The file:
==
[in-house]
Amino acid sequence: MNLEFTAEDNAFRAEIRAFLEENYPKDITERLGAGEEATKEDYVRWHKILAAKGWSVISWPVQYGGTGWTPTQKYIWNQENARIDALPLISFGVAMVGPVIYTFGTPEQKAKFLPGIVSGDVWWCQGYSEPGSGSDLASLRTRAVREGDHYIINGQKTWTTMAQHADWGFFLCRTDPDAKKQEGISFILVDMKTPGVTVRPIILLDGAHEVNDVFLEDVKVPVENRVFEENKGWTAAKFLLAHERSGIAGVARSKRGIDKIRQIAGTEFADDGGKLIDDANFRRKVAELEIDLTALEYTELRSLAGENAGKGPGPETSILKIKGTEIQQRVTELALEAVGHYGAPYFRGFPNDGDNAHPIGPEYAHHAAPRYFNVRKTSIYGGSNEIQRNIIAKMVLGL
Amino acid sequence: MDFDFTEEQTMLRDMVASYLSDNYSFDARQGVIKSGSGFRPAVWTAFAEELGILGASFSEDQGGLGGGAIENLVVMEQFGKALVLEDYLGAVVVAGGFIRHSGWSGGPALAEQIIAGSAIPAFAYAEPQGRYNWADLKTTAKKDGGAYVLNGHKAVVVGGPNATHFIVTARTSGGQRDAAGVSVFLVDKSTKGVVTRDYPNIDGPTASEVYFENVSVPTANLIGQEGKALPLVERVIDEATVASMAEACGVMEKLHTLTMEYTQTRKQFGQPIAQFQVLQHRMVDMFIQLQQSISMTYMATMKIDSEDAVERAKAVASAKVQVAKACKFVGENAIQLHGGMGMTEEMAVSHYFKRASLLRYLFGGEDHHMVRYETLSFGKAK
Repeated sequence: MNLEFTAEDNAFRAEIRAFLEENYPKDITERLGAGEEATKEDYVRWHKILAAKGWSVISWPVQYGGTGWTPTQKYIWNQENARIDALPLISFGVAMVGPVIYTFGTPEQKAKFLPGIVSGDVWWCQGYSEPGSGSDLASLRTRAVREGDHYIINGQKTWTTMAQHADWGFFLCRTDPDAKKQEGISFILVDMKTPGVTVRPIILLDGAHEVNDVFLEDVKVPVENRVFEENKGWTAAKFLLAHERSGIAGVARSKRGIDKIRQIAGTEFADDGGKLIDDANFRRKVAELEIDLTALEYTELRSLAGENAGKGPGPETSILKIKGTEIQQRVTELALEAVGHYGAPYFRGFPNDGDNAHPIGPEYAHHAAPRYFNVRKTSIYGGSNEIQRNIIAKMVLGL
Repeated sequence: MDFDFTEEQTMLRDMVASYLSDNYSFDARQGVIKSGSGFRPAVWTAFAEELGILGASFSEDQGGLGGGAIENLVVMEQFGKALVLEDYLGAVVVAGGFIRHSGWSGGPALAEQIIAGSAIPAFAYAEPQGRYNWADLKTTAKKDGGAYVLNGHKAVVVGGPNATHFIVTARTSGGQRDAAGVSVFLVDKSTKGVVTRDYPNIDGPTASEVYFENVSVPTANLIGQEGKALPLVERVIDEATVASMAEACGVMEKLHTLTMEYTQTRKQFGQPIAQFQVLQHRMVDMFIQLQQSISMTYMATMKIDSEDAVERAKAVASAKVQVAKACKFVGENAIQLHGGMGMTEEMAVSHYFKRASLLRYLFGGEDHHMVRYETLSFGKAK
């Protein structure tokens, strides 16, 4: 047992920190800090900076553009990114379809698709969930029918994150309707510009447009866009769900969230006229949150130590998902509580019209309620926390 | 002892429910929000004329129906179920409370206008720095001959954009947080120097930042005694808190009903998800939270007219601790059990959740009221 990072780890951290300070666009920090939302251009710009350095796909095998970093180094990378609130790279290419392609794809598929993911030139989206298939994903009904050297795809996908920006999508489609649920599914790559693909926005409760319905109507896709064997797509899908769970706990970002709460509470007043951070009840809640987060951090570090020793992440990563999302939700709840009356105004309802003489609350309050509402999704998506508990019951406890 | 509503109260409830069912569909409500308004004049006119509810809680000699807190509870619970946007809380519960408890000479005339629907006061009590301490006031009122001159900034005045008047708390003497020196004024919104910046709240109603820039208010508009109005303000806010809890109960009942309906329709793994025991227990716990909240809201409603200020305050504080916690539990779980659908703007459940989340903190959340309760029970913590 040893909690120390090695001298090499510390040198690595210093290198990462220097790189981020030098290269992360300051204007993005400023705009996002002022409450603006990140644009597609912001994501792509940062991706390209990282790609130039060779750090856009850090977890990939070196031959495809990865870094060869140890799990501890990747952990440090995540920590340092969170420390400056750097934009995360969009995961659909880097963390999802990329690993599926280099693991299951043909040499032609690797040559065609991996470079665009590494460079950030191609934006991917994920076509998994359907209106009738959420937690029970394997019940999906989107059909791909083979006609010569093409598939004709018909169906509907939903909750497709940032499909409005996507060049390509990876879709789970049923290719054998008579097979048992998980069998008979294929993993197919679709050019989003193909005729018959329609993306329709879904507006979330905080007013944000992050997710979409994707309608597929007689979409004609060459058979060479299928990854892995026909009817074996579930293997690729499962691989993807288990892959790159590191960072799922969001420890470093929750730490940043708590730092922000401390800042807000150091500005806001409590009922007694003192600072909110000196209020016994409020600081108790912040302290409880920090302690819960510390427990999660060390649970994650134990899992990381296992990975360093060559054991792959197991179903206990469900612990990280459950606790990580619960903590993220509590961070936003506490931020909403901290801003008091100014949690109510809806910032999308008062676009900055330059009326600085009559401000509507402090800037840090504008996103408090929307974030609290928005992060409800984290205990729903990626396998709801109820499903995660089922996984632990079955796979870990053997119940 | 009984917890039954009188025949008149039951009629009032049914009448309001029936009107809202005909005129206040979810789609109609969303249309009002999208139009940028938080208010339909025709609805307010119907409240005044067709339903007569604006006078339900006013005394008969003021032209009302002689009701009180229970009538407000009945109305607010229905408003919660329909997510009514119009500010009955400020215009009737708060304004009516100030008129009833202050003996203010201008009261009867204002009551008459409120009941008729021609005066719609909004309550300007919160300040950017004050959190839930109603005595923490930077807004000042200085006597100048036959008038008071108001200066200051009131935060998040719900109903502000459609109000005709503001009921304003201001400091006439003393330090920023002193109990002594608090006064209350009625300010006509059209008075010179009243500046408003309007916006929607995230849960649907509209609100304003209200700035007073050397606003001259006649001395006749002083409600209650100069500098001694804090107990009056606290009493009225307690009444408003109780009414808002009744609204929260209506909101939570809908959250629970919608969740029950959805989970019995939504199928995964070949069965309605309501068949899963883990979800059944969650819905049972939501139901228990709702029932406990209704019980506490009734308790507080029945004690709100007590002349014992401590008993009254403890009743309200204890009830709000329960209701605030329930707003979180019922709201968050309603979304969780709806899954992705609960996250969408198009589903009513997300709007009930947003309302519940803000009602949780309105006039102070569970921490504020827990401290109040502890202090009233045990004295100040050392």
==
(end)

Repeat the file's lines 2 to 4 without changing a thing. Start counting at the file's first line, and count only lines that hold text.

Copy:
Amino acid sequence: MNLEFTAEDNAFRAEIRAFLEENYPKDITERLGAGEEATKEDYVRWHKILAAKGWSVISWPVQYGGTGWTPTQKYIWNQENARIDALPLISFGVAMVGPVIYTFGTPEQKAKFLPGIVSGDVWWCQGYSEPGSGSDLASLRTRAVREGDHYIINGQKTWTTMAQHADWGFFLCRTDPDAKKQEGISFILVDMKTPGVTVRPIILLDGAHEVNDVFLEDVKVPVENRVFEENKGWTAAKFLLAHERSGIAGVARSKRGIDKIRQIAGTEFADDGGKLIDDANFRRKVAELEIDLTALEYTELRSLAGENAGKGPGPETSILKIKGTEIQQRVTELALEAVGHYGAPYFRGFPNDGDNAHPIGPEYAHHAAPRYFNVRKTSIYGGSNEIQRNIIAKMVLGL
Amino acid sequence: MDFDFTEEQTMLRDMVASYLSDNYSFDARQGVIKSGSGFRPAVWTAFAEELGILGASFSEDQGGLGGGAIENLVVMEQFGKALVLEDYLGAVVVAGGFIRHSGWSGGPALAEQIIAGSAIPAFAYAEPQGRYNWADLKTTAKKDGGAYVLNGHKAVVVGGPNATHFIVTARTSGGQRDAAGVSVFLVDKSTKGVVTRDYPNIDGPTASEVYFENVSVPTANLIGQEGKALPLVERVIDEATVASMAEACGVMEKLHTLTMEYTQTRKQFGQPIAQFQVLQHRMVDMFIQLQQSISMTYMATMKIDSEDAVERAKAVASAKVQVAKACKFVGENAIQLHGGMGMTEEMAVSHYFKRASLLRYLFGGEDHHMVRYETLSFGKAK
Repeated sequence: MNLEFTAEDNAFRAEIRAFLEENYPKDITERLGAGEEATKEDYVRWHKILAAKGWSVISWPVQYGGTGWTPTQKYIWNQENARIDALPLISFGVAMVGPVIYTFGTPEQKAKFLPGIVSGDVWWCQGYSEPGSGSDLASLRTRAVREGDHYIINGQKTWTTMAQHADWGFFLCRTDPDAKKQEGISFILVDMKTPGVTVRPIILLDGAHEVNDVFLEDVKVPVENRVFEENKGWTAAKFLLAHERSGIAGVARSKRGIDKIRQIAGTEFADDGGKLIDDANFRRKVAELEIDLTALEYTELRSLAGENAGKGPGPETSILKIKGTEIQQRVTELALEAVGHYGAPYFRGFPNDGDNAHPIGPEYAHHAAPRYFNVRKTSIYGGSNEIQRNIIAKMVLGL